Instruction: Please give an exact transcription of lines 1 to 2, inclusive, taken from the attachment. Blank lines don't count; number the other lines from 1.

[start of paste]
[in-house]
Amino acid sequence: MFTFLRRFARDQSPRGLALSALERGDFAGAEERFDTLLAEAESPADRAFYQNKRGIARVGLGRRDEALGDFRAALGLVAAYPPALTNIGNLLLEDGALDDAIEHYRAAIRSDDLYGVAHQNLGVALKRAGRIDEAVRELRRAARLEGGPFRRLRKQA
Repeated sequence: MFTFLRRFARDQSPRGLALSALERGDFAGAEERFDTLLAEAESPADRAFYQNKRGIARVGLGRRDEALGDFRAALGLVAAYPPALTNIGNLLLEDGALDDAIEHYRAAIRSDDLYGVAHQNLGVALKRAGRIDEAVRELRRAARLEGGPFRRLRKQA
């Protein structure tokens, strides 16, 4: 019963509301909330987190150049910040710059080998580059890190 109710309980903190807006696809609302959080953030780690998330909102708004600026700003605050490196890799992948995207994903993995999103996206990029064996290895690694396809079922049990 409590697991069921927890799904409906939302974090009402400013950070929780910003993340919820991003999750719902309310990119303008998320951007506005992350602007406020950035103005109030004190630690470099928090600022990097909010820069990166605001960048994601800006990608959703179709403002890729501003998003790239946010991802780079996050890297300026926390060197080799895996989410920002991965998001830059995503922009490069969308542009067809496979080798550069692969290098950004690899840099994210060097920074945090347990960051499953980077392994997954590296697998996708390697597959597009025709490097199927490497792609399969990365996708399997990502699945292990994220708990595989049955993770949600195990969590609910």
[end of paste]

[in-house]
Amino acid sequence: MFTFLRRFARDQSPRGLALSALERGDFAGAEERFDTLLAEAESPADRAFYQNKRGIARVGLGRRDEALGDFRAALGLVAAYPPALTNIGNLLLEDGALDDAIEHYRAAIRSDDLYGVAHQNLGVALKRAGRIDEAVRELRRAARLEGGPFRRLRKQA